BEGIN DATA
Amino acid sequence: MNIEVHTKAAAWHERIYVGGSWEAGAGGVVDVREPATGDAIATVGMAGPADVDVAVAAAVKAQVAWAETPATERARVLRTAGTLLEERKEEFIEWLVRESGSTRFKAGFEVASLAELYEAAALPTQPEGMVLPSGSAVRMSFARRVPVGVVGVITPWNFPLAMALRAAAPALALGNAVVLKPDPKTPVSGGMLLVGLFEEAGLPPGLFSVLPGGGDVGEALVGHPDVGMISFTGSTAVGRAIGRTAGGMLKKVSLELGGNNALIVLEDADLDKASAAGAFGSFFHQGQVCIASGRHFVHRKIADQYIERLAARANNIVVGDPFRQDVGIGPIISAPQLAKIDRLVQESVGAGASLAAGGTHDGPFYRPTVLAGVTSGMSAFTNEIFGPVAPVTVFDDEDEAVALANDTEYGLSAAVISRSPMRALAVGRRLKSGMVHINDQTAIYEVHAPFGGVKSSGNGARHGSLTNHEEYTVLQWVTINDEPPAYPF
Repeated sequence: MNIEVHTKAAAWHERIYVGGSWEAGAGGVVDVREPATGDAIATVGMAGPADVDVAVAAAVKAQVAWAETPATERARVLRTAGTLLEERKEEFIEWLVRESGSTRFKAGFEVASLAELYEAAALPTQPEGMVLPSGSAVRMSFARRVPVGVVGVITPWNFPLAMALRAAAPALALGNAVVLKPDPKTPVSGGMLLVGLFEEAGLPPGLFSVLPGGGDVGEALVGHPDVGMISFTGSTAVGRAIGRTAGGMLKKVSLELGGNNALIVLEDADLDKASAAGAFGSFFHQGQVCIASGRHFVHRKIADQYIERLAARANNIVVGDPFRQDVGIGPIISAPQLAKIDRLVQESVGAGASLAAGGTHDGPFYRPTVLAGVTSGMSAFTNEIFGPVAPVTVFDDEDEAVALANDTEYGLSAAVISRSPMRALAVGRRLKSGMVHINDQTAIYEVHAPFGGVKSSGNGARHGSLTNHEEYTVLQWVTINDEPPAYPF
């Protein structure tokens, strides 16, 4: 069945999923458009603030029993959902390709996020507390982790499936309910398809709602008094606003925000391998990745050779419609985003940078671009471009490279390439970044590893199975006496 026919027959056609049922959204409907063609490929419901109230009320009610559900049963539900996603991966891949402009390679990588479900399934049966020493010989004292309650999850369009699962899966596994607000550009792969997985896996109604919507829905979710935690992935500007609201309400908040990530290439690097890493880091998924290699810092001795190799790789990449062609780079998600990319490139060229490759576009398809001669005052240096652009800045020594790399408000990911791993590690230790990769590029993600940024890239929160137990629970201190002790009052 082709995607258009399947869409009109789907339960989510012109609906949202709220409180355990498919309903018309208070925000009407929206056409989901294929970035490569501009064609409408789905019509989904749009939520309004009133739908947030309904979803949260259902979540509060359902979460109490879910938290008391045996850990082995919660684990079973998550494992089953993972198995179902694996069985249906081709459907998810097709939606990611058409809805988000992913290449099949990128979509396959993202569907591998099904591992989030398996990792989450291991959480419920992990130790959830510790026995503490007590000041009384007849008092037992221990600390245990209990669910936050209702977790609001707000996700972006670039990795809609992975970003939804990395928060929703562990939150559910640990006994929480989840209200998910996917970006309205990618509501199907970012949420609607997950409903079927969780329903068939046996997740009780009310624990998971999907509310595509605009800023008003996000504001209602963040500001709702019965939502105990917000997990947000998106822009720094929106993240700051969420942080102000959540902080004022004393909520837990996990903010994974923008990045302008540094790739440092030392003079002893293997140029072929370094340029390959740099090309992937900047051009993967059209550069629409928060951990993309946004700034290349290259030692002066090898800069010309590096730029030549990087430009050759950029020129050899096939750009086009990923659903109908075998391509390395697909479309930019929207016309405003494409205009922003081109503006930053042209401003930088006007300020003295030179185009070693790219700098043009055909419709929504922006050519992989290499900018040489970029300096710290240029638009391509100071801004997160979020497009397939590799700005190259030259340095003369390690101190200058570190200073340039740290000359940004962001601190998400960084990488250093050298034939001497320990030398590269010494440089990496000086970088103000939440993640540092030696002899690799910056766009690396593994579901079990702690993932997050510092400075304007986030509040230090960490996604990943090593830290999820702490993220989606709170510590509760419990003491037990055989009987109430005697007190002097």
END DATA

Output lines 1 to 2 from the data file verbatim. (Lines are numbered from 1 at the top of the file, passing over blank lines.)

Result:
Amino acid sequence: MNIEVHTKAAAWHERIYVGGSWEAGAGGVVDVREPATGDAIATVGMAGPADVDVAVAAAVKAQVAWAETPATERARVLRTAGTLLEERKEEFIEWLVRESGSTRFKAGFEVASLAELYEAAALPTQPEGMVLPSGSAVRMSFARRVPVGVVGVITPWNFPLAMALRAAAPALALGNAVVLKPDPKTPVSGGMLLVGLFEEAGLPPGLFSVLPGGGDVGEALVGHPDVGMISFTGSTAVGRAIGRTAGGMLKKVSLELGGNNALIVLEDADLDKASAAGAFGSFFHQGQVCIASGRHFVHRKIADQYIERLAARANNIVVGDPFRQDVGIGPIISAPQLAKIDRLVQESVGAGASLAAGGTHDGPFYRPTVLAGVTSGMSAFTNEIFGPVAPVTVFDDEDEAVALANDTEYGLSAAVISRSPMRALAVGRRLKSGMVHINDQTAIYEVHAPFGGVKSSGNGARHGSLTNHEEYTVLQWVTINDEPPAYPF
Repeated sequence: MNIEVHTKAAAWHERIYVGGSWEAGAGGVVDVREPATGDAIATVGMAGPADVDVAVAAAVKAQVAWAETPATERARVLRTAGTLLEERKEEFIEWLVRESGSTRFKAGFEVASLAELYEAAALPTQPEGMVLPSGSAVRMSFARRVPVGVVGVITPWNFPLAMALRAAAPALALGNAVVLKPDPKTPVSGGMLLVGLFEEAGLPPGLFSVLPGGGDVGEALVGHPDVGMISFTGSTAVGRAIGRTAGGMLKKVSLELGGNNALIVLEDADLDKASAAGAFGSFFHQGQVCIASGRHFVHRKIADQYIERLAARANNIVVGDPFRQDVGIGPIISAPQLAKIDRLVQESVGAGASLAAGGTHDGPFYRPTVLAGVTSGMSAFTNEIFGPVAPVTVFDDEDEAVALANDTEYGLSAAVISRSPMRALAVGRRLKSGMVHINDQTAIYEVHAPFGGVKSSGNGARHGSLTNHEEYTVLQWVTINDEPPAYPF